Of course, it’s no secret that our bodies do change over time. This is where the asking questions part comes in. So ask your doctor, a personal trainer, a massage therapist, or whatever experts you have at hand, and get the answers you need. Will swimming make the arthritis in my shoulder worse? How does this medicine affect my heart rate? Is it normal to feel this sore two days after lifting weights? Don’t just ignore it.
You know what the “it” is for you.
Those headaches that seem to be getting worse, the stress, the way you feel out of breath carrying groceries up the stairs. If you see a physician about it, you might find that it’s actually something quite fixable. Maybe all you need is a change of medication, better posture when lifting, or a massage. Maybe it’s something a bit more involved, like a change in your activity level or cutting back on smoking. But knowledge is power, and ignoring the issue just guarantees you don’t have the power to make those choices for yourself.
Health doesn’t just mean physical health, and “active” doesn’t just mean physically active.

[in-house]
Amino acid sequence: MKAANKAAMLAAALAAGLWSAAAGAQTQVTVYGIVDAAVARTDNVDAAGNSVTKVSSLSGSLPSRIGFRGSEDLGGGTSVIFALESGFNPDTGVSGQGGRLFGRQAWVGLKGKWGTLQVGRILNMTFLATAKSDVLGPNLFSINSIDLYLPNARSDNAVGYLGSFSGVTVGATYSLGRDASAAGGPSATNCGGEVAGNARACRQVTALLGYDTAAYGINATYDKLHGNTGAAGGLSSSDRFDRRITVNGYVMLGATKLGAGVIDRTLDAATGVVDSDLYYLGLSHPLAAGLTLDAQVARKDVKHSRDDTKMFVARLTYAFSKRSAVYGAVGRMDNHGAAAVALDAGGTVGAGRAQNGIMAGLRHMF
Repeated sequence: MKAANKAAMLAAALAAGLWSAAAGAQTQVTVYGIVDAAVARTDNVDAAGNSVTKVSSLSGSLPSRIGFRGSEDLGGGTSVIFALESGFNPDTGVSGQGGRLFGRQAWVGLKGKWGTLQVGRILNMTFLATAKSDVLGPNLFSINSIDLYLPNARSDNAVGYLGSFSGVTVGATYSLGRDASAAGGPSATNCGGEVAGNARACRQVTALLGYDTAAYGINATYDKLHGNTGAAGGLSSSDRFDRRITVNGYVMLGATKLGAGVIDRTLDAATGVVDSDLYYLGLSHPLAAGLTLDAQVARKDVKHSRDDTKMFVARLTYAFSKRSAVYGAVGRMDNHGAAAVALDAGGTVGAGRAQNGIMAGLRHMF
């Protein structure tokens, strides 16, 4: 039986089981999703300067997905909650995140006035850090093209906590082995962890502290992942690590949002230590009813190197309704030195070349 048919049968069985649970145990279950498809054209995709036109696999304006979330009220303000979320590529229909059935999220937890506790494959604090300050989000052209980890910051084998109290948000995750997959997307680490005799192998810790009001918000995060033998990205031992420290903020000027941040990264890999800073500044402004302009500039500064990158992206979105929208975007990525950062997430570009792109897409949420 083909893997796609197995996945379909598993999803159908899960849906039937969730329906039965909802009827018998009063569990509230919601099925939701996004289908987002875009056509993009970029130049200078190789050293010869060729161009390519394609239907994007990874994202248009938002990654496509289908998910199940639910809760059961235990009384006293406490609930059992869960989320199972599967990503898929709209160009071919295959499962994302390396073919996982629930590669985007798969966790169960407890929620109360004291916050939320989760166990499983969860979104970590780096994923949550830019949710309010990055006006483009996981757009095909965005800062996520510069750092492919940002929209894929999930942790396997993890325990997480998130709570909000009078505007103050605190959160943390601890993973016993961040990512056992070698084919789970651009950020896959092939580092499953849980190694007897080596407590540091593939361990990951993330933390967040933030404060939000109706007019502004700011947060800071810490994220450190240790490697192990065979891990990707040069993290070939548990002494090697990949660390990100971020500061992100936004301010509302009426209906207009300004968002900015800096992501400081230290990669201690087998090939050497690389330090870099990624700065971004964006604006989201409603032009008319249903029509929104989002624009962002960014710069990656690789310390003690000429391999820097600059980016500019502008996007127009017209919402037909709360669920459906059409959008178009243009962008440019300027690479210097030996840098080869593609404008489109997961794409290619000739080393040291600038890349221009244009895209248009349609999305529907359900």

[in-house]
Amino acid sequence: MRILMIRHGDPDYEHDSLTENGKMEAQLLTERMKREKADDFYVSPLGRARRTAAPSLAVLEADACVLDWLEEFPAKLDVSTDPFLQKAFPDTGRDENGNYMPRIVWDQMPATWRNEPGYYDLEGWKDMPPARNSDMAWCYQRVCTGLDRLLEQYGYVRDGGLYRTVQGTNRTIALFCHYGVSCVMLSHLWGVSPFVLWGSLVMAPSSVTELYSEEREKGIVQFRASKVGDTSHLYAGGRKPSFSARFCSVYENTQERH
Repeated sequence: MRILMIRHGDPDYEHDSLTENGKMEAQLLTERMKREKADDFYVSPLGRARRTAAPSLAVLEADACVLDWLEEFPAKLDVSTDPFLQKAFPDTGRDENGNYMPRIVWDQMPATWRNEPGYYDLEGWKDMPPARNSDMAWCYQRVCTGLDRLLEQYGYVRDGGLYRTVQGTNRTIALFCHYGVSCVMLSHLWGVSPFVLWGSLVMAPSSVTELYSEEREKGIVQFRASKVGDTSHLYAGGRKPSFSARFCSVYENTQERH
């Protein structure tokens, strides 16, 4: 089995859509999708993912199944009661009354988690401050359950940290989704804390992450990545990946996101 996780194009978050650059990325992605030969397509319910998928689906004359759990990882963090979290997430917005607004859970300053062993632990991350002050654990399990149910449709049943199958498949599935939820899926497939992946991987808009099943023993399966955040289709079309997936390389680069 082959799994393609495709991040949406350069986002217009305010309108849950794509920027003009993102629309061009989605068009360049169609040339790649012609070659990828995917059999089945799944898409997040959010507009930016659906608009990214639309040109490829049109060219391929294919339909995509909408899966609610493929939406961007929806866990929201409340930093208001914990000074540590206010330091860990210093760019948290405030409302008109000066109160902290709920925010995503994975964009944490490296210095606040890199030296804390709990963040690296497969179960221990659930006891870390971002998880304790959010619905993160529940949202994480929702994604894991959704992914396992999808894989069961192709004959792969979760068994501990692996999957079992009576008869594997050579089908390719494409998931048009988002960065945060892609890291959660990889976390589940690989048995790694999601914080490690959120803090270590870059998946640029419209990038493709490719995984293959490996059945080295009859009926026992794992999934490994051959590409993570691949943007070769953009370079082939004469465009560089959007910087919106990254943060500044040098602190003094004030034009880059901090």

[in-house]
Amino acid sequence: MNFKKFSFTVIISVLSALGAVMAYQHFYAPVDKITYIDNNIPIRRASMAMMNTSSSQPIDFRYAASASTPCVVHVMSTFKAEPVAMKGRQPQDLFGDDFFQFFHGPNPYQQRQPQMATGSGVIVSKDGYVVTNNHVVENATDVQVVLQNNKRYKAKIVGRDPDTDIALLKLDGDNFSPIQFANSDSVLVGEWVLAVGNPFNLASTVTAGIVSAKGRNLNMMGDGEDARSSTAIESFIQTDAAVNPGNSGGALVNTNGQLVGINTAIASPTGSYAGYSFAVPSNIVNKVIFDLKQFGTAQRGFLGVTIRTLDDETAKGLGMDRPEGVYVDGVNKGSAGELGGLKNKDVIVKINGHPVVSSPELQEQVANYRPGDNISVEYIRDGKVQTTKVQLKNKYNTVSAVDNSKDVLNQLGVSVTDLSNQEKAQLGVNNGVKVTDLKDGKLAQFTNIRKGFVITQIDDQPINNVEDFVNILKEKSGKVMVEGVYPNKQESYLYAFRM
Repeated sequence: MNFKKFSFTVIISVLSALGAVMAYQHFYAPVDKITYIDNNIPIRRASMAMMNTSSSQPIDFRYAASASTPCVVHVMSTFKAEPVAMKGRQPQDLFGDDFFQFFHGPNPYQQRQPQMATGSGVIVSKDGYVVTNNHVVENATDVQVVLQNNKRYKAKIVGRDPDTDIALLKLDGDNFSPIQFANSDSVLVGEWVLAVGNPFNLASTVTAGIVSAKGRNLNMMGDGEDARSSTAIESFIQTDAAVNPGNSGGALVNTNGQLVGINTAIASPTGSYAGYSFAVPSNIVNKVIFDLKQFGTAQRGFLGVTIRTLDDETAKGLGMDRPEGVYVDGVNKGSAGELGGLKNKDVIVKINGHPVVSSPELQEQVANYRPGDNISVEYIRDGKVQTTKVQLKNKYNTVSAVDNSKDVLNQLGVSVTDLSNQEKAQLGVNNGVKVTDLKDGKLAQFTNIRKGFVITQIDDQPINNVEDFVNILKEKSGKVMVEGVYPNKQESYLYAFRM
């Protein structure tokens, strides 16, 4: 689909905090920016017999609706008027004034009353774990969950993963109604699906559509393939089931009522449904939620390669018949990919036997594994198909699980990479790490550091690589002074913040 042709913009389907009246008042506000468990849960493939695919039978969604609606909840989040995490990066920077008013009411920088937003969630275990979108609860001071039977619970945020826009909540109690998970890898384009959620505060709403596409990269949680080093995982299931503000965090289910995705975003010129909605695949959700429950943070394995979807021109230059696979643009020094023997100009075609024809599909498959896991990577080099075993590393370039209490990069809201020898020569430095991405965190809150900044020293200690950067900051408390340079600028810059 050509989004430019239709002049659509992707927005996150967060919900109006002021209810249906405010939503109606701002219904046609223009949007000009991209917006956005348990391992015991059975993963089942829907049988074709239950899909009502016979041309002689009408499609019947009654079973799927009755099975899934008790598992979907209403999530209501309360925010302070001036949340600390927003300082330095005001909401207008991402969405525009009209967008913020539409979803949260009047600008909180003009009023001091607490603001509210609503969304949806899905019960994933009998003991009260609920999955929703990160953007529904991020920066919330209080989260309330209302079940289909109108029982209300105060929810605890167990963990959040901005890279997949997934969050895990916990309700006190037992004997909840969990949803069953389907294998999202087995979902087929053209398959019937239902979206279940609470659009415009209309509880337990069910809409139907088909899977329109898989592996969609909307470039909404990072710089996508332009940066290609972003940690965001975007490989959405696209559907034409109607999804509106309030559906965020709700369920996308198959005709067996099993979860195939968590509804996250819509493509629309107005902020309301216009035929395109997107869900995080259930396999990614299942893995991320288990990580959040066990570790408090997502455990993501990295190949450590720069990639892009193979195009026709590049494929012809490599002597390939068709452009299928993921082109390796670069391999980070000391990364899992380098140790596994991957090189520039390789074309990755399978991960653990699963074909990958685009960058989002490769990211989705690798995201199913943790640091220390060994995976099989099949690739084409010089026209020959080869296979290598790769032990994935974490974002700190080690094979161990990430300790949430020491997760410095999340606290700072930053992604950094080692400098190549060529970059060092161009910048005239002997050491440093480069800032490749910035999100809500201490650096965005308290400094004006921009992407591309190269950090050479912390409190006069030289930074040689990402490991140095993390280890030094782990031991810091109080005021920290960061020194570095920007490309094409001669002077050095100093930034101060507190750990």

So often we think about health and wellness as an issue of the body, and forget about the importance of mental health as well. According to the National Alliance on Mental Illness, depression affects 6.5 million Americans over the age of 65. This often goes undiagnosed for the same reason physical illnesses do: people assume that these feelings are a normal part of aging, and so they don’t seek help.
Being active in a variety of ways also helps fend off depression and anxiety. Strong friendships, regular touch, physical activity (yeah, that again), and working towards goals are all important for maintaining mental health. Be an active community member by volunteering, voting, and working to keep your neighborhood welcoming, safe, and clean. Keep your mind active by taking a class or learning a new skill. If you find yourself suffering from depression or other form of mental illness, take an active role in getting the right treatment; therapy or medication can be a huge help when it feels like nothing will.